Should I take a gap year after university?
A post university gap year is a great addition to your CV, especially if you do something constructive like teaching or an internship. Taking a gap year at this time in your life often fuels a desire to ‘get the travel bug out of your system’ before you settle down to the constraints of a full-time job. This is also a great time to consider a gap year as you will have no commitments once you have finished studying, and you may know more about what you’d like to do and what skills you need once you begin your career.
Why take a gap year?
The reasons why you may wish to take a gap year are personal and often depend on when you decide to take it. Reasons people give for taking a Gap Year often include:
- Being undecided on whether to go or what to study at university
- Providing time out after education before starting your career
- Using your summer months between studying for a purpose
- Building your CV and gaining work experience
- Retraining for a new career path
- Satisfying your need for adventure
- Helping others by using time to undertake meaningful volunteer work
- Aiding personal development and self-discovery
- Looking for an opportunity to meet new people and explore the world!
Benefits of taking a gap year?
There is an abundance of anecdotal and measured information about the numerous benefits of taking a gap year and this time is often seen as a cultural rite of passage.
Some of the advantages of a gap year include:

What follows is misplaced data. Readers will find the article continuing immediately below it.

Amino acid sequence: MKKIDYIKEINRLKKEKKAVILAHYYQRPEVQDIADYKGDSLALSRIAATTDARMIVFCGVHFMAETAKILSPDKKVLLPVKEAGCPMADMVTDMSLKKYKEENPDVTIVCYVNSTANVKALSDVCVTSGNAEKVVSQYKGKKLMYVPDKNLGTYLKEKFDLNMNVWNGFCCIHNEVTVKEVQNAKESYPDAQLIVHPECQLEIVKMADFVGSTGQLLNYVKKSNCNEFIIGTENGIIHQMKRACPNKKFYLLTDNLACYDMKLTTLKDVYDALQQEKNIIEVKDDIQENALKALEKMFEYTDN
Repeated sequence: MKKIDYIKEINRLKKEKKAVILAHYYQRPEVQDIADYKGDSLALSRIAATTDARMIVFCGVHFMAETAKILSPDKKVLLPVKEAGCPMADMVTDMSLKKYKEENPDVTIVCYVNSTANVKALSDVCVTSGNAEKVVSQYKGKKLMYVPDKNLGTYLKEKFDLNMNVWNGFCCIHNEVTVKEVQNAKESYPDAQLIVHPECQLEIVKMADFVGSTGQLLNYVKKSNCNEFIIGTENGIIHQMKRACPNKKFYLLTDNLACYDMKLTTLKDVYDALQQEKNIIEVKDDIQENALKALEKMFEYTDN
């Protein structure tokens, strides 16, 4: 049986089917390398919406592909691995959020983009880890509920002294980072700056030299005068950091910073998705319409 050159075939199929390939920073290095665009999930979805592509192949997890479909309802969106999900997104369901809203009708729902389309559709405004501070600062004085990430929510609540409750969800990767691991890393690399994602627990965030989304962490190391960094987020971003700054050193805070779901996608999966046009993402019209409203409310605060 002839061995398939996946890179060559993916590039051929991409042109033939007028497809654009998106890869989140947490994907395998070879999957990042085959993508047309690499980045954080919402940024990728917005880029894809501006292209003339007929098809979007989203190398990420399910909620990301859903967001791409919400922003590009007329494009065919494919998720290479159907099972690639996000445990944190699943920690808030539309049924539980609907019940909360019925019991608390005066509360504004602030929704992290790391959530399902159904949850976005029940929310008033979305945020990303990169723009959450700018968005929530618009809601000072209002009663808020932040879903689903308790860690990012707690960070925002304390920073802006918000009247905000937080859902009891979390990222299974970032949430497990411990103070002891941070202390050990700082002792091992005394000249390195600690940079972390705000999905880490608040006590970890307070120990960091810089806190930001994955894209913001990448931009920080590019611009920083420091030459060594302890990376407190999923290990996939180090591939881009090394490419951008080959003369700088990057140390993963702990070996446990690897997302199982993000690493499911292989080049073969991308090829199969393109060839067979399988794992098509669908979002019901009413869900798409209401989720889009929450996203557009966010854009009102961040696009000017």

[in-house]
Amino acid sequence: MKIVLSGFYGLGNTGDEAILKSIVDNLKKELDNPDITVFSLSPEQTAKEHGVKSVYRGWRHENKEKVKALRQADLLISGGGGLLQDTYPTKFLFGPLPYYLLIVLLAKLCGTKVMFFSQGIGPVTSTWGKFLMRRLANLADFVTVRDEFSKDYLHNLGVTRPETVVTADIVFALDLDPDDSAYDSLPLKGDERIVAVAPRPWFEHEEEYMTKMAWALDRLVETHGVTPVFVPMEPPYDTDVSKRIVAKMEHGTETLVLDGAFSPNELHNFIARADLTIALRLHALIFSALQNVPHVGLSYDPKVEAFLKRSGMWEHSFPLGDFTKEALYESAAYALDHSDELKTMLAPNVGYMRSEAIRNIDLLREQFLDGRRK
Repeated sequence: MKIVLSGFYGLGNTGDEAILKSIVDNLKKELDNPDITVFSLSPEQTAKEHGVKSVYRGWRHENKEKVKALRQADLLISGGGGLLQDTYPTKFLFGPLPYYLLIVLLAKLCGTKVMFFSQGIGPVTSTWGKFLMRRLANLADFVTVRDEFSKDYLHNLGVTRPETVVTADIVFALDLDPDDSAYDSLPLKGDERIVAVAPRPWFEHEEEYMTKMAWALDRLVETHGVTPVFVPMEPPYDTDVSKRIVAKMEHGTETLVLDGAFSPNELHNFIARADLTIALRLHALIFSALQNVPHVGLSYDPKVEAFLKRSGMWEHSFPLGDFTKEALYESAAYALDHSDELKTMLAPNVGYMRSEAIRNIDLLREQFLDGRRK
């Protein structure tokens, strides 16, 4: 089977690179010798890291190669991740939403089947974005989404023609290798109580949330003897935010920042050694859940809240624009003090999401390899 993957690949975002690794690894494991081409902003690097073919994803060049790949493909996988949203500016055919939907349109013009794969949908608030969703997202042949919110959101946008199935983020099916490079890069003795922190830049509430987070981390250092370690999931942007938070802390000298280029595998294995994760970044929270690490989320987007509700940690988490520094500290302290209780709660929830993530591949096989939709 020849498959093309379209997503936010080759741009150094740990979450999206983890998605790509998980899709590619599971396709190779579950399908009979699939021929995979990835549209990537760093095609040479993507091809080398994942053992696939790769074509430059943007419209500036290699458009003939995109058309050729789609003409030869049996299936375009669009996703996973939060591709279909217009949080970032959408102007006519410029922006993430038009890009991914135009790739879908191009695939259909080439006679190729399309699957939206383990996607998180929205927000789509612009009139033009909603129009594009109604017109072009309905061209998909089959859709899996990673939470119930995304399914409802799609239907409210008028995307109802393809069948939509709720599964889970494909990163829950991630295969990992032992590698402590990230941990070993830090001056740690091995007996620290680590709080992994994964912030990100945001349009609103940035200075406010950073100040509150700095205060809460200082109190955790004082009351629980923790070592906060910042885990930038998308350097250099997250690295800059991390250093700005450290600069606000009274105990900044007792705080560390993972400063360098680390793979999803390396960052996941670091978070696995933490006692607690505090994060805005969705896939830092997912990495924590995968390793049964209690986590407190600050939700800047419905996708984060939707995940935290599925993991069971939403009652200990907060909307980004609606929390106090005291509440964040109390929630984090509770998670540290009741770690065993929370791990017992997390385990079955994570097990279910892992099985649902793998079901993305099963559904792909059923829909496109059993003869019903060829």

How to structure a gap year?
Once you’ve decided that you want to take a Gap Year, it’s time to start thinking about how you are going to structure it. If you are taking a full year, this is a huge amount of time and will need careful planning to make sure you use your time wisely and productively. Some of the common questions you will need to ask yourself at this stage are:
What do I want to do?
Once you start researching options for your Gap Year, the sheer volume of information can become overwhelming. As well as finding something that aligns with your interests and hobbies, a Gap Year is a great opportunity to try something completely new, something you have always wanted to give a go but for whatever reason have not had the chance to. All the while keeping in mind how these experiences may benefit you in the future. Popular areas of interest include:
- Community Volunteering
- Wildlife Volunteering
- Group travel adventures
- Training courses
- Paid work & internships
Where do I want to go?
The world is your oyster so to speak! It may be that you have somewhere in mind already, a place you’ve always dreamt of going, somewhere you saw in a film when you were younger or heard about recently. Alternatively, once you have decided what you want to do then this will help you narrow down the places that would be a good match. By way of example, popular programs within our portfolio right now include: